Sometimes I envy the simple faith of these people. When I talk to our pastor it seems as if he sees a clearly defined road cut in the wilderness, something built of absolutes. He feels certain of every step that he takes on that road. It's not so simple for me. Take the parable about Jesus cursing the fig tree because it didn't give him fruit when he was hungry. From the context, it sounds like it wasn't the season for figs. Besides that, figs come in boy trees and girl trees, and if Jesus went around zapping all the boy trees, the girl trees couldn't make figs, could they? So it seems to me Jesus wasn't up on his botany. There is one story I really identify with, though. It's the one about the workers who come to the field at the eleventh hour and the boss pays them as much as those who have been there all day. I'm kind of like that myself. I grew up in the Methodist church, and didn't really get it, and went off to be a Unitarian when I was in college. But somehow the idea of knowing and being with God was always there. I was nearly 40 when I finally realized that I wasn't doing very well at ordering my life. I gave the job over to God, and He's been doing it a whole lot better ever since. When people in our church pray for their lost sons, I think to myself that it's still early yet, and these young men may come to God in their own eleventh hours, although maybe in different ways than what Ukrainian Pentecostal parents expect.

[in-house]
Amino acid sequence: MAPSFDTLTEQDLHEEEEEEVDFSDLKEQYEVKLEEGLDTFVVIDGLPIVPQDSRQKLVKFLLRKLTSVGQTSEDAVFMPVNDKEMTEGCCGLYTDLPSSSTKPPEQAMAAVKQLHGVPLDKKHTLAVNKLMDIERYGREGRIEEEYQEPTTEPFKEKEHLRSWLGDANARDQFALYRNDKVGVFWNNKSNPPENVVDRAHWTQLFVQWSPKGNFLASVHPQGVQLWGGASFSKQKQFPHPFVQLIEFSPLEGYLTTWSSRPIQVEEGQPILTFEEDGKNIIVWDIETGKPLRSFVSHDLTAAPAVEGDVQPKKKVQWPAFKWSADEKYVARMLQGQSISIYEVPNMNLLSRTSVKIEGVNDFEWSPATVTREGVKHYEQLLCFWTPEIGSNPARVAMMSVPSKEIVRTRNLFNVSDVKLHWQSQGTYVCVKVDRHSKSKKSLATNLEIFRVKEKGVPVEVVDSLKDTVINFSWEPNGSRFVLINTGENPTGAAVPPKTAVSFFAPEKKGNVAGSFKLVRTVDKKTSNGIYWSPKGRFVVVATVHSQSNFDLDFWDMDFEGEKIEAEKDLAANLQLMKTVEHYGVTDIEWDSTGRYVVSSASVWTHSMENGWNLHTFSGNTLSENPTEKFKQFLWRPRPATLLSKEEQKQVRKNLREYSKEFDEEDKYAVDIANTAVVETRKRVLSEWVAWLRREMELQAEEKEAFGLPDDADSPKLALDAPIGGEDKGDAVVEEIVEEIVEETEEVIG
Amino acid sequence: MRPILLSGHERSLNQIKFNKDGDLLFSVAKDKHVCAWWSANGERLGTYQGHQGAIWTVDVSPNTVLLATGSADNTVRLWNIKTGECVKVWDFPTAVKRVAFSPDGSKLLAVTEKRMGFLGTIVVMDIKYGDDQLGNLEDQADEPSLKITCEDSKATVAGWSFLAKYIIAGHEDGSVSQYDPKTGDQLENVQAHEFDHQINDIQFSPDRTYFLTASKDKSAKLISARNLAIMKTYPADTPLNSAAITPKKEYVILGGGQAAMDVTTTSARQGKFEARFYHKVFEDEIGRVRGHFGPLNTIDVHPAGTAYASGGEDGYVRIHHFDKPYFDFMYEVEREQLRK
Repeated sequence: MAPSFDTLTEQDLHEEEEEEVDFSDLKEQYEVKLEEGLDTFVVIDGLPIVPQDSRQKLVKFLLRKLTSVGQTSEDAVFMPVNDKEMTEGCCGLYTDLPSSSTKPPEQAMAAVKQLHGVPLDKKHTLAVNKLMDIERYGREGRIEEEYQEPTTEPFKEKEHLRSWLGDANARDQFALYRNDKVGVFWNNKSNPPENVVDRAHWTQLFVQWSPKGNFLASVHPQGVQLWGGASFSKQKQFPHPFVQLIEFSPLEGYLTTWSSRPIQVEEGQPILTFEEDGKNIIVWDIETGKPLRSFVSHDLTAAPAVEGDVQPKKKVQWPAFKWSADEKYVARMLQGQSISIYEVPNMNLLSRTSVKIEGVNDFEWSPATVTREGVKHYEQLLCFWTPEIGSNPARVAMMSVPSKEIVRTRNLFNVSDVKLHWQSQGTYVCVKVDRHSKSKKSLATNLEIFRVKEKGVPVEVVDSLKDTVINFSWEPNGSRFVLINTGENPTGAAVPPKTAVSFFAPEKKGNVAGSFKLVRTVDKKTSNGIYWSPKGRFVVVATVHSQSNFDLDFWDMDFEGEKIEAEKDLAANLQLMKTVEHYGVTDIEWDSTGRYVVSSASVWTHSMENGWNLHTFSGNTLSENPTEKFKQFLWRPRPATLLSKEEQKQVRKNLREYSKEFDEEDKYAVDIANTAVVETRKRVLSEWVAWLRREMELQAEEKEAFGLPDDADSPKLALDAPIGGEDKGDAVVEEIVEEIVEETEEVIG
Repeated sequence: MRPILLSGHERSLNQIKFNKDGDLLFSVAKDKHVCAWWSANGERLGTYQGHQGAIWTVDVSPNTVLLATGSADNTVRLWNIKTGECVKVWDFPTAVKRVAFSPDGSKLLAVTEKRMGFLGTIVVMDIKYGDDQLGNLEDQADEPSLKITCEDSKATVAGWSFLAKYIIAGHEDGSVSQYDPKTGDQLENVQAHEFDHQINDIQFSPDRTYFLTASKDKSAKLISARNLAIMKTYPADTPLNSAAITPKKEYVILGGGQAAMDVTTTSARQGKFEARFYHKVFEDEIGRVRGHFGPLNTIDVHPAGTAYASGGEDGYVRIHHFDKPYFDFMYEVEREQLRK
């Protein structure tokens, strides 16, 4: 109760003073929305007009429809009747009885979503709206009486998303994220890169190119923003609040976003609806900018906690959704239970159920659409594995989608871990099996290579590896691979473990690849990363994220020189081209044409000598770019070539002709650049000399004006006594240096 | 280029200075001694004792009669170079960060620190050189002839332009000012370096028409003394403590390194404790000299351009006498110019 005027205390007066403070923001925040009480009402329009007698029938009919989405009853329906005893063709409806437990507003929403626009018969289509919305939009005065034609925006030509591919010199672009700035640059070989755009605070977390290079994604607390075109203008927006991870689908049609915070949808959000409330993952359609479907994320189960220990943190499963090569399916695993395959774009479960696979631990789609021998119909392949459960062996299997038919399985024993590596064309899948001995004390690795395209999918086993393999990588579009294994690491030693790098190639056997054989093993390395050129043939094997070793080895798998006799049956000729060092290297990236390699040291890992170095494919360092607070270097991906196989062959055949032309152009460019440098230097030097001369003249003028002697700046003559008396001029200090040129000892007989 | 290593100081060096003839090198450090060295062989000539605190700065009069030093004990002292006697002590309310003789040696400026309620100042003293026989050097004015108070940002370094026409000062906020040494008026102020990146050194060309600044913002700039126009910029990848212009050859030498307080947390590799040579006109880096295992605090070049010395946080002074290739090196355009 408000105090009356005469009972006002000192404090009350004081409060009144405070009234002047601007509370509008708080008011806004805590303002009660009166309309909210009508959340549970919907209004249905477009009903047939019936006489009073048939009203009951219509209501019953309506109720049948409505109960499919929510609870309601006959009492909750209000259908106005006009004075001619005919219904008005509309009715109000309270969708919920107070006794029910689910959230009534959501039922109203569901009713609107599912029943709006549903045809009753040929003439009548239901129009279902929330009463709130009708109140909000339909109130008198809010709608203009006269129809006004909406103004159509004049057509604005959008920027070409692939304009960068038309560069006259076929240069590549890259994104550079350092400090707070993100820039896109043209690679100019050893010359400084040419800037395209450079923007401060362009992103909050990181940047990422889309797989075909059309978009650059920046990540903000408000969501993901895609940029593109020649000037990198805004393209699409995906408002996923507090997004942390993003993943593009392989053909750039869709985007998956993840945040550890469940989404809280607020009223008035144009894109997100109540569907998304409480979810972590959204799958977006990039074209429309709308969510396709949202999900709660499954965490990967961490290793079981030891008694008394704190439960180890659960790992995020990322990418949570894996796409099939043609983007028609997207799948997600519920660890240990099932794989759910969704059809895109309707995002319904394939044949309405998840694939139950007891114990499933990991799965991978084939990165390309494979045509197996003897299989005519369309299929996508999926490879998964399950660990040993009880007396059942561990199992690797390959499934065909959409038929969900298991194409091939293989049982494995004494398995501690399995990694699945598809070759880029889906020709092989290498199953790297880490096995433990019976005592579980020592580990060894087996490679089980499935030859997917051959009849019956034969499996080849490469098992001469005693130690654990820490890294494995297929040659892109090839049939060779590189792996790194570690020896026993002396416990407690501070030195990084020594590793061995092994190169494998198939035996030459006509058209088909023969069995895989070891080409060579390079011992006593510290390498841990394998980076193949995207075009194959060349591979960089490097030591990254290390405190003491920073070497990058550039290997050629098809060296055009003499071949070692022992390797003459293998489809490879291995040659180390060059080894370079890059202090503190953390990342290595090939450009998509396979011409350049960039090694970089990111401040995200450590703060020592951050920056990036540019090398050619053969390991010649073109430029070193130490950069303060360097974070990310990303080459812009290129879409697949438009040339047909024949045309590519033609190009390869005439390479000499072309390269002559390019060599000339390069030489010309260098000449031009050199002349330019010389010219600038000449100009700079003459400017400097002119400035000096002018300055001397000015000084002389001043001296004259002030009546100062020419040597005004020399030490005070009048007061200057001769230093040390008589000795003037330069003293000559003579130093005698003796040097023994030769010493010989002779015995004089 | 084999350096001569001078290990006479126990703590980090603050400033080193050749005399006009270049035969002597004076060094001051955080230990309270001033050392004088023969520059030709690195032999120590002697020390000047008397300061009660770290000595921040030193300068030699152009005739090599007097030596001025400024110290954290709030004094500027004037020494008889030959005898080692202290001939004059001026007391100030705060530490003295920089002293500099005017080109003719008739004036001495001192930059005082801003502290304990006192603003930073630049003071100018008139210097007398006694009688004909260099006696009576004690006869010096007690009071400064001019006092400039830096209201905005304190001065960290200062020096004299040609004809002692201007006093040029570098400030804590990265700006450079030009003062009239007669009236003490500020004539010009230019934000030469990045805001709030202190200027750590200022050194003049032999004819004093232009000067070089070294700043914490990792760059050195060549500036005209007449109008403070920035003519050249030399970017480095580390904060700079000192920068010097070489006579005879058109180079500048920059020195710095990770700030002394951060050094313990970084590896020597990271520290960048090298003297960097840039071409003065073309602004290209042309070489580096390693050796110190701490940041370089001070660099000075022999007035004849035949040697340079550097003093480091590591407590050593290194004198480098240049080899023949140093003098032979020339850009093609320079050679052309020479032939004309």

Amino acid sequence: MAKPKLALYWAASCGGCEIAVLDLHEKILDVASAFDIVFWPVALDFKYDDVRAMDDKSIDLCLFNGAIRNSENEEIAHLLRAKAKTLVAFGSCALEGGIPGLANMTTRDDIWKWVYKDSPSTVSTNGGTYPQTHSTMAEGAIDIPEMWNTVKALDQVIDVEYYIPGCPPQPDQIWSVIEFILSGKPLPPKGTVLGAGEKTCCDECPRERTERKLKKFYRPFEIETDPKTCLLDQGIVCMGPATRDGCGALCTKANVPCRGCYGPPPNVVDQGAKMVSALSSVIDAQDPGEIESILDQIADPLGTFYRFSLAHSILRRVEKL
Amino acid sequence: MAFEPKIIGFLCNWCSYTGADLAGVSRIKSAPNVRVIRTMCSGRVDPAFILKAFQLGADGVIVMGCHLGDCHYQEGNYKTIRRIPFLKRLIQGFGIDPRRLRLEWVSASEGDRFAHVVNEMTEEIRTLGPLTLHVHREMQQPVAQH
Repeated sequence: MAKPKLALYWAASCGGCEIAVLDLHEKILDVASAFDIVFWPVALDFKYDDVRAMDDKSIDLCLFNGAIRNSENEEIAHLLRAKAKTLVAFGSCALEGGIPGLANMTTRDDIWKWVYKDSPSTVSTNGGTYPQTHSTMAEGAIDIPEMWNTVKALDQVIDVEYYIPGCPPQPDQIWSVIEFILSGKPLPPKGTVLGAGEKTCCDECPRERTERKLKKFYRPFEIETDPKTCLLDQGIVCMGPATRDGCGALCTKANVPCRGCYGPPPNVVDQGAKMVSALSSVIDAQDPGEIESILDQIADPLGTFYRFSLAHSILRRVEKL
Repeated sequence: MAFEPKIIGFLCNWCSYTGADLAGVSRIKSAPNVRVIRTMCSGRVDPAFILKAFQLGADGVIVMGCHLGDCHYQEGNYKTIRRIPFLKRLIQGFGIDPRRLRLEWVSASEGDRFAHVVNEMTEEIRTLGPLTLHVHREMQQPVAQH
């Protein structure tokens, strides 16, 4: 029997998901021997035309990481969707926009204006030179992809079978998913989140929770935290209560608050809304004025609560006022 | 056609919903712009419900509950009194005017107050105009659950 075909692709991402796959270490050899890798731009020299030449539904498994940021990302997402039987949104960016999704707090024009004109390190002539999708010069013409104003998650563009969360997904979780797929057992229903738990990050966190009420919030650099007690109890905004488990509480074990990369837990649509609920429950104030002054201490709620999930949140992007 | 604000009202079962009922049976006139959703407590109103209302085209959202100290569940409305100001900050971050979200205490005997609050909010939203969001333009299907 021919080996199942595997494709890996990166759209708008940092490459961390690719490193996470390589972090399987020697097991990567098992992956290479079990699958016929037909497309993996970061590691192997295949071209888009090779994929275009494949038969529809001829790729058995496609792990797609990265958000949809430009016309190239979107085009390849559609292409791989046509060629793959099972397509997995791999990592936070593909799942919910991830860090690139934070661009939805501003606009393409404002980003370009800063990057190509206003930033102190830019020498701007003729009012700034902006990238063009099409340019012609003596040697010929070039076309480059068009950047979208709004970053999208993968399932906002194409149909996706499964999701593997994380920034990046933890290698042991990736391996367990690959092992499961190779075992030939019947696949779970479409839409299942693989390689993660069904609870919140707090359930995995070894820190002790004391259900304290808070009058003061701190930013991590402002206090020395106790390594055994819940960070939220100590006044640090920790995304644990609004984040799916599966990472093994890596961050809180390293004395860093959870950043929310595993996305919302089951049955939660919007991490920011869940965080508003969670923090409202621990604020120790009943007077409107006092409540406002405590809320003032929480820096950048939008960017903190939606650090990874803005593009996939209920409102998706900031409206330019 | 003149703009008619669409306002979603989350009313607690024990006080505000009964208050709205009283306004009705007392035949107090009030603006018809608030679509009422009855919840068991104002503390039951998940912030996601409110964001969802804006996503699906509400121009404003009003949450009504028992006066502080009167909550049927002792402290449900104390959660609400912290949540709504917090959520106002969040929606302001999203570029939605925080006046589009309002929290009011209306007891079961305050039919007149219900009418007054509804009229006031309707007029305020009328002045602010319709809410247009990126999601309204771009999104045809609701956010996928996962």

When I look at Sergei, I'm not sure that his conversion experience was that intense. Sergei might have had his "awakening" because he comes from one of the strongest families I've ever seen and it just got to him after a while, being the odd man out. That, and rumor has it that he's interested in one of the young women in our church, a young lady who was baptized 2-3 years ago. If he wants to get serious about her, he knows he has to be baptized before the congregation. He wouldn't be the First Person to get baptized for practical reasons. I wouldn't be surprised if Sergei will become a little like me as a member seemingly in the loop, but always feeling a little distance, a little doubt. And maybe, like me, he'll silently give a small cheer for Anatoli, Aleksandr and Venjamin, who at least have the courage to follow their own stars.
It seems to me that approaching God is like coming in on the spokes of a wagon wheel. Most of us come in on the spoke we grew up with, but I don't think it matters to God which way we choose. Some of us may even come in cross-country or "as the crow flies." I think God has a whole lot more tolerance for religious, denominational and doctrinal differences than most of us do. The main thing is to find Him, the how and why are just details.
Thank you, Sue, for your witness. That's what we called it back in the Sanctified Brethren, when someone out of fullness of heart stood up and spoke of something they had experienced directly. You leave us to conjecture how a Palmer landed among the baptist Russians in the Finger Lakes, which I imagine is quite a story. I guess it's in the phrase "I wasn't doing very well at ordering my life." Bless you for writing.